Not being believed by her seniors made her feel frustrated and traumatised, she says. Like Mogwera, she was diagnosed with clinical depression, which affected her health. “The doctor said my blood pressure was too high, even now I am still taking the treatment. I am using the treatment for the rest of my life,” she says softly. 

Boase says all the victims of sexual harassment whose cases have been disregarded show similar psychiatric effects. “It’s a very sad situation. I hope they get support from family structures and at work in order to recuperate from this.” Following Motsemme’s diagnosis, a disciplinary inquiry against Mphekgoana was launched.

Shortly before the inquiry, however, a woman from the women’s structure (the committee responsible for addressing women’s issues at the mine) advised her to drop the case. “I did not want to listen to any of her instructions or advice,” says Motsemme, “because I was informed that when I drop the case, Edwin will then open a case against me [accusing me of lying] and the company would find fault [with] me, which will lead to my dismissal,” she says, adding that her working conditions have not improved since her refusal to drop the case.

Verdict with no sympathy

The written verdict of the disciplinary inquiry says advocate Russell Moletsane, who led the inquiry, said Motsemme “failed to call witnesses to corroborate her evidence and no satisfactory explanation was given as to why she had decided not to call them”.

Motsemme says she discovered that all her foremen had testified for Mphekgoana, resulting in her not having any witnesses.

Moletsane wrote in the verdict that although Motsemme called her foreman on the night of the incident, she “failed” to notify him about the incident. “In my view, a reasonable person in the position of Motsemme would have brought such serious matter to the attention of her supervisor immediately.”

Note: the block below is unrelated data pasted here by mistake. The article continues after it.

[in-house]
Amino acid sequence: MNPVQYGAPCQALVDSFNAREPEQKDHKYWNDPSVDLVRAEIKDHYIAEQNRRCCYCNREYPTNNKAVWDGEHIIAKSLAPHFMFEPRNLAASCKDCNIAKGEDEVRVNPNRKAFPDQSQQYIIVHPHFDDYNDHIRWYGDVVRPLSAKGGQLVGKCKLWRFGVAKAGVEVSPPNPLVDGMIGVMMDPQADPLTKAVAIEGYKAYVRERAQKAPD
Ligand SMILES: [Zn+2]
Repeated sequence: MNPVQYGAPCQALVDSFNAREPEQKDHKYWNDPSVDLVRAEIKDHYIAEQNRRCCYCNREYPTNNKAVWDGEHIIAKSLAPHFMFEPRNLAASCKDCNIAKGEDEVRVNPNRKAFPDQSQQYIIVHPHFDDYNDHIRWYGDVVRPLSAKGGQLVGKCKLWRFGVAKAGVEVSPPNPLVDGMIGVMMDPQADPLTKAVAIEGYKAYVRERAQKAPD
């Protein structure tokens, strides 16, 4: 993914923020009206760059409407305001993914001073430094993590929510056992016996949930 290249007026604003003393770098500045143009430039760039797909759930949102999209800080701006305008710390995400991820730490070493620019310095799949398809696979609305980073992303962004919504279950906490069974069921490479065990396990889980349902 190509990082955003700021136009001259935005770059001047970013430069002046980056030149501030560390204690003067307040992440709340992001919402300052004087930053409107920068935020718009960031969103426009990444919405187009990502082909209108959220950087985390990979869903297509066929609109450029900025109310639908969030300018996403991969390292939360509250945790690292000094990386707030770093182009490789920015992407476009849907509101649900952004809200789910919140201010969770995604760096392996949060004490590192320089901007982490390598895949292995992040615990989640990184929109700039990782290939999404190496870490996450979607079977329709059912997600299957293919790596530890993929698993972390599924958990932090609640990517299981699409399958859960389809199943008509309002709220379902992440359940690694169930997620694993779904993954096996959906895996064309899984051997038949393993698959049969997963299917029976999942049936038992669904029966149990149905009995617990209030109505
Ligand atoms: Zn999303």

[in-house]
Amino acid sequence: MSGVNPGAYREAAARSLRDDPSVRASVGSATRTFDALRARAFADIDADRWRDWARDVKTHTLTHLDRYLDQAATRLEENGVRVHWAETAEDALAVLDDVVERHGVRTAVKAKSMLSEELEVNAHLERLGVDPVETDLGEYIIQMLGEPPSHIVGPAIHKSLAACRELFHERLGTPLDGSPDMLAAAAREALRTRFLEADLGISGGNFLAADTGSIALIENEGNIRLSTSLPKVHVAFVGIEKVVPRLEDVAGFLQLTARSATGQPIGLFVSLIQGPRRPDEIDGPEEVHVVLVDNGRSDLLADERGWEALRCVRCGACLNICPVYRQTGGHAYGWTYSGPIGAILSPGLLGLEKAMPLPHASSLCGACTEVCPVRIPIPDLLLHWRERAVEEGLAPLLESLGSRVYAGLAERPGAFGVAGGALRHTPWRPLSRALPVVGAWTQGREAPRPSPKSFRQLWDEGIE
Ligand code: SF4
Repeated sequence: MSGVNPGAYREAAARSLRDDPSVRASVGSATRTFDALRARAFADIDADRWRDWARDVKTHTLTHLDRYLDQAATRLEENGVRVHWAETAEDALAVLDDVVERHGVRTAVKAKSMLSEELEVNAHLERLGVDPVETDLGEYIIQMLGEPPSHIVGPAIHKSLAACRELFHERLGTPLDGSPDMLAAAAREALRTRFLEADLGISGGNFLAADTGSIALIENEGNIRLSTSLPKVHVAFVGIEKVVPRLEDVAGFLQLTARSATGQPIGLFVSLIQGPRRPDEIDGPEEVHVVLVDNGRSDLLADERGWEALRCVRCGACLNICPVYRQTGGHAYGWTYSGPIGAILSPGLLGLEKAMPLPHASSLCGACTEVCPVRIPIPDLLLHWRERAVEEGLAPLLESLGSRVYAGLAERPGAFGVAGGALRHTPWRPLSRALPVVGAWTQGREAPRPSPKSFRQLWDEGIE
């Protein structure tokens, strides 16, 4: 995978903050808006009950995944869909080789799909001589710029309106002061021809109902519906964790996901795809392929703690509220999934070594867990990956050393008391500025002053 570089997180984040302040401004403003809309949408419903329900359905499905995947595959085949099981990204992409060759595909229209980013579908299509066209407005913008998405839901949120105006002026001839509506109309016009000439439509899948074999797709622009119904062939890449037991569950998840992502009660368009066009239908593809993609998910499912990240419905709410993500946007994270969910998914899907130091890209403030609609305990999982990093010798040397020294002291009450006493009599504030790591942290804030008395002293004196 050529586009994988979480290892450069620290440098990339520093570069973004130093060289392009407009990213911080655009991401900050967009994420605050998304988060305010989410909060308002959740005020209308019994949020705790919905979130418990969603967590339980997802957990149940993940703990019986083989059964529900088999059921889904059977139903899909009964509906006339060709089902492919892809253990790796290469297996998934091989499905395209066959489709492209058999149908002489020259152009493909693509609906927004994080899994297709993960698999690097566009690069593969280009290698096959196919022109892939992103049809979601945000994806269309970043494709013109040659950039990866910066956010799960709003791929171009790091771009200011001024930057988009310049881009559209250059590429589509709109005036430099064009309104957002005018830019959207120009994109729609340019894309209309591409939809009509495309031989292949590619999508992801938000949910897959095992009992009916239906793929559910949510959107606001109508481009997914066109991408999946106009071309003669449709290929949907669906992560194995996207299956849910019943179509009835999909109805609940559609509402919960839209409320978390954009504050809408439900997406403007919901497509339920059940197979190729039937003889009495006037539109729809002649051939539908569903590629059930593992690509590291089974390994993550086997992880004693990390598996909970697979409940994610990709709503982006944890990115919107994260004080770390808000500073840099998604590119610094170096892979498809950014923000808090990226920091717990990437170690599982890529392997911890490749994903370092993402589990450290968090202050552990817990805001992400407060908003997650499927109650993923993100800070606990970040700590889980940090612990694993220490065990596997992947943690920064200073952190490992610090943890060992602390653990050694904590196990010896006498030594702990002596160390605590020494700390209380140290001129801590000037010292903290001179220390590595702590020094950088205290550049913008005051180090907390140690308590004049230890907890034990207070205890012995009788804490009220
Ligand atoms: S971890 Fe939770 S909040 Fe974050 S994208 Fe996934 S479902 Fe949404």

Moletsane concluded: “Motsemme is an unreliable witness whose evidence and credibility cannot be trusted. I come to the finding that the complainant has been unable to discharge the onus vested in her to prove that the accused has committed sexual harassment … I find the accused employee [Edwin Mphekgoana] not guilty of the alleged misconduct.”

Related article:

Motsemme has highlighted the information that she considers grossly inaccurate in yellow. It makes up a large part of the written verdict. “I was shocked to see some of the things they wrote. I asked to see the recordings of the hearing and they refused, because I wanted to hear who lied or whether who fabricated the information in the verdict.”

She says the fabrication of events during the inquiry was purposeful to discredit her complaint. Instead, she was framed as someone who does not like working with men. “Motsemme herself (when she was putting her version to one of Mphekgoana’s witnesses) confirmed that she does not allow men in the key control room at night,” says Moletsane’s verdict.

Sexual harassment must stop

Five years later, Motseme still has not summoned up the courage to open a case of sexual harassment at a police station. “Other men must [realise that] for women to work in the mine is not a favour, we must not take advantage of women. Maybe there are more men who are doing the same thing and it has to stop,” says Motsumi, who is a witness in Mogwera’s case.

Marais says he is not aware of Motsemme’s case, saying: “We are very strict when it comes to sexual harassment policy and women in mining … We have a very strict policy and we do not tolerate sexual harassment … We will investigate all the cases brought to our attention.”

If you want to republish this article please read our guidelines.